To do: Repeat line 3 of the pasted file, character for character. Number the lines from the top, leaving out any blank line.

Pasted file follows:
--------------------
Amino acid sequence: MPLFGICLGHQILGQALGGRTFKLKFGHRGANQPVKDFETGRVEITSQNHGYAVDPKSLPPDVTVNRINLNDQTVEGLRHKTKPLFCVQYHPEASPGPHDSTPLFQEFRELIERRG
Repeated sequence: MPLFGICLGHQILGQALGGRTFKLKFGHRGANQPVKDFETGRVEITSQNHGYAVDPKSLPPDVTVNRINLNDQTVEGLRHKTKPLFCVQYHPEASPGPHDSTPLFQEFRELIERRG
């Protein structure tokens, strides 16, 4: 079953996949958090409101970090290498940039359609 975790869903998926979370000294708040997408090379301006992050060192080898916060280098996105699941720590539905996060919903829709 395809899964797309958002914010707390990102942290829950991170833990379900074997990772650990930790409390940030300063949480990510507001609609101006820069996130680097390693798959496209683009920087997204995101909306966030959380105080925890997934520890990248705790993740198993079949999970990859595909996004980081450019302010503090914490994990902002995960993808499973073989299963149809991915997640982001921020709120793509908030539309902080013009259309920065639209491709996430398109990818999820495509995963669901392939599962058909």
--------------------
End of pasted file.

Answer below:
């Protein structure tokens, strides 16, 4: 079953996949958090409101970090290498940039359609 975790869903998926979370000294708040997408090379301006992050060192080898916060280098996105699941720590539905996060919903829709 395809899964797309958002914010707390990102942290829950991170833990379900074997990772650990930790409390940030300063949480990510507001609609101006820069996130680097390693798959496209683009920087997204995101909306966030959380105080925890997934520890990248705790993740198993079949999970990859595909996004980081450019302010503090914490994990902002995960993808499973073989299963149809991915997640982001921020709120793509908030539309902080013009259309920065639209491709996430398109990818999820495509995963669901392939599962058909």